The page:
Young woman holding cat and old book, close-up

Photo © belchonock | Deposit Photos

If you search for the phrase “Plotter vs. Pantser” on Google, you’ll turn up a lot of blog posts with some form of that title. All of them will follow a typical pattern of describing pantsing (usually pejoratively) as “writing by the seat of the pants.” The author will express puzzlement at this method, then proceed to explain how they outline in an authoritative tone.

Often the authors of these posts are also new writers…people who might not have finished a novel. You get a different discussion from a long-term writer. They’ll tell you that their method is the better choice, as Jonathan Maberry did at Superstars (outlining), and as Dean Wesley Smith does on his blog (no outline).

There’s such a sense of frustration from writers who don’t outline in the “prescribed manner” that they have all kinds of different labels for the halfway in-between like “plantser.” Others try to get rid of the uncomplimentary “pantser” with phrases like discovery writer or gardener or organic (I dunno. My food is organic. My writing never came with pesticides). James Scott Bell, who writes many books on the topic, calls the two sides, Outline People (OP) and Non-Outline People (NOP). Dean Wesley Smith calls it “Writing into the Dark,” or WITD.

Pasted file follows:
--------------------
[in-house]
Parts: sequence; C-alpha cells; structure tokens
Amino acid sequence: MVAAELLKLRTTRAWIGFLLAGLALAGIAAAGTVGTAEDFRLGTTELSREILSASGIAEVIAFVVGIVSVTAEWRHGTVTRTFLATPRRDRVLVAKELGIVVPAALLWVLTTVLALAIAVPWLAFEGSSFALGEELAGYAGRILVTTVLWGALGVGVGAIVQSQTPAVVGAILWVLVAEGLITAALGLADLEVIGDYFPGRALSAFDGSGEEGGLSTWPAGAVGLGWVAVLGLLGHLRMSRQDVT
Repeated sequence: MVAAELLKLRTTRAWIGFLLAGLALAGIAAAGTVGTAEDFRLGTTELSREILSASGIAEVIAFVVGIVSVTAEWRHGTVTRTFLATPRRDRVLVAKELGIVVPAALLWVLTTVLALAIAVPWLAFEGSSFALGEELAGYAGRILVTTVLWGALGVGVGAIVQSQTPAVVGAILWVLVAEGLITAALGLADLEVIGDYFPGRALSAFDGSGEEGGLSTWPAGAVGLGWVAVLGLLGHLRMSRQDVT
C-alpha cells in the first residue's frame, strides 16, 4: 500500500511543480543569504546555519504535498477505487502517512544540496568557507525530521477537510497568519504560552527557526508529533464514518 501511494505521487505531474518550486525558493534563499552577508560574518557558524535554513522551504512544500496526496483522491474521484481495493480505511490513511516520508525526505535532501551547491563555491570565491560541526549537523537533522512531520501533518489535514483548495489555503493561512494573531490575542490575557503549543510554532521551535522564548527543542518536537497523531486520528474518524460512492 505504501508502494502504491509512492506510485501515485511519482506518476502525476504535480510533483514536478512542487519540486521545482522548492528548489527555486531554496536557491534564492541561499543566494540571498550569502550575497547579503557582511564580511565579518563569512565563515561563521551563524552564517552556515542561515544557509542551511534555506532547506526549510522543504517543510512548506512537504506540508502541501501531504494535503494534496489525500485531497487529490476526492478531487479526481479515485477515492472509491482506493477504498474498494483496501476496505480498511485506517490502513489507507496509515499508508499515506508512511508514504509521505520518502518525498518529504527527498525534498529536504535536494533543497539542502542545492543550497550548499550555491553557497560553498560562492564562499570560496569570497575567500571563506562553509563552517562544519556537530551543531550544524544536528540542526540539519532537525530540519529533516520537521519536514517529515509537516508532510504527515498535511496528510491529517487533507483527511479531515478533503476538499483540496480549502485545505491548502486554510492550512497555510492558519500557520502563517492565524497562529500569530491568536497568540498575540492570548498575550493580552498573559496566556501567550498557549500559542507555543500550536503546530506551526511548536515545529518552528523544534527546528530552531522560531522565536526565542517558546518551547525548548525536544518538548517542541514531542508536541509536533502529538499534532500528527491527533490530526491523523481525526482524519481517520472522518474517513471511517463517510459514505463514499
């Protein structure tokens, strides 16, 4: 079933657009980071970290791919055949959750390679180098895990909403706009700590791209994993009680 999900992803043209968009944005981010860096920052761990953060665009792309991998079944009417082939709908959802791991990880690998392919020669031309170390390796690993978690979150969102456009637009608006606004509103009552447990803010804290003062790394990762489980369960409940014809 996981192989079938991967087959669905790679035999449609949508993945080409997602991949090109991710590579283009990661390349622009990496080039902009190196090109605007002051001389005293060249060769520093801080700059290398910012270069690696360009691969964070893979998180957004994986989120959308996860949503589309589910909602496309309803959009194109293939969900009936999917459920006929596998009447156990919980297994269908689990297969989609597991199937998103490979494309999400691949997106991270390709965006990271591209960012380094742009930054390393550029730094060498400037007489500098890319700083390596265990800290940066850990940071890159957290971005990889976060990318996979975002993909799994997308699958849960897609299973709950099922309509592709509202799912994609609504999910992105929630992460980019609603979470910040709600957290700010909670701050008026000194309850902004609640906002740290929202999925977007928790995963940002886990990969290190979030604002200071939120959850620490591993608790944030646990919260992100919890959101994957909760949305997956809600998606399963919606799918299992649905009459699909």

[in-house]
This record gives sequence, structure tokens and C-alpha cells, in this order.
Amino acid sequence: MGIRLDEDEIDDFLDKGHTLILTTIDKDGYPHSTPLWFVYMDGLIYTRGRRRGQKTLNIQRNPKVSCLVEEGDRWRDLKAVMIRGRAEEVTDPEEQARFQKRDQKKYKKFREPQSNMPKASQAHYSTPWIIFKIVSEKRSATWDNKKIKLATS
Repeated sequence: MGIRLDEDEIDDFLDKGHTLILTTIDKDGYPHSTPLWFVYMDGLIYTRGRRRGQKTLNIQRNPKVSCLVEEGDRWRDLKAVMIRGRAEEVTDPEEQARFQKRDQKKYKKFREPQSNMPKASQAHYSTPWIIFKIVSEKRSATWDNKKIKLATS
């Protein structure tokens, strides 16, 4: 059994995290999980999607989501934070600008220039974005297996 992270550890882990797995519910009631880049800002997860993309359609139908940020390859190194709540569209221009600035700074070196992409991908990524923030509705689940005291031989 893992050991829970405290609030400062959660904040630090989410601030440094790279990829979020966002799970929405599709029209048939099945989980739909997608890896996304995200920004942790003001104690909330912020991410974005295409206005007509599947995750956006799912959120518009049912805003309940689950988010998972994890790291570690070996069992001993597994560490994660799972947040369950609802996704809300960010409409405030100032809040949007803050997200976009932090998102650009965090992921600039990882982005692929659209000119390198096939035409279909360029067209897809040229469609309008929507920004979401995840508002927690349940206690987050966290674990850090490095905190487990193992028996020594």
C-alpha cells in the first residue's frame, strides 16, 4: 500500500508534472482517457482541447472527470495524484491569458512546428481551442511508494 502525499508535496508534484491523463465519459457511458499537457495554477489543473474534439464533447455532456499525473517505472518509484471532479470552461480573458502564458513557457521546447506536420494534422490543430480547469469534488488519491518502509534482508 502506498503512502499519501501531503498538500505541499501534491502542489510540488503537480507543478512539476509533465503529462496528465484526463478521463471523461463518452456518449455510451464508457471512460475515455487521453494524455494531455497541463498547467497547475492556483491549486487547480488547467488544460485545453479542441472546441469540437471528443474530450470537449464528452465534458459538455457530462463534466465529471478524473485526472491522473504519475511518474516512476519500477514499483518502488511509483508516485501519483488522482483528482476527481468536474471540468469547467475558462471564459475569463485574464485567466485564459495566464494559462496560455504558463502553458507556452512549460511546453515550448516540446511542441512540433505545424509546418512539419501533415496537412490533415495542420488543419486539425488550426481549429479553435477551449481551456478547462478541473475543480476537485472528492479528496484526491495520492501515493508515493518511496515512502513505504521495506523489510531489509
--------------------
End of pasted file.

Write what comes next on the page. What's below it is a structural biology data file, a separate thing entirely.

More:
I think the term “pantser” came from a putdown at some point during the early internet days and it stuck. There’s an implied putdown when you pair with “plotter,” as if the pantser writer doesn’t have any plot (seriously, people, learn the definitions of plot!). I started reading craft books in the 1970s and I never heard the term until I got online.

Because, until that point, it didn’t exist, or matter.

If a pantser visits a message board or associates with other writers, they are always pressured to outline. I believe it’s for no other reason than that it makes the other writers feel more comfortable. I could probably count pantsers as the nerds of fiction writing.

But why is outlining so dominant in everything?

It wasn’t always. Dean Wesley Smith says it originated in schools. I’m in the “Well…” zone. If it originated in schools, then outlines would be the more traditional format with the roman numerals. But they’re not.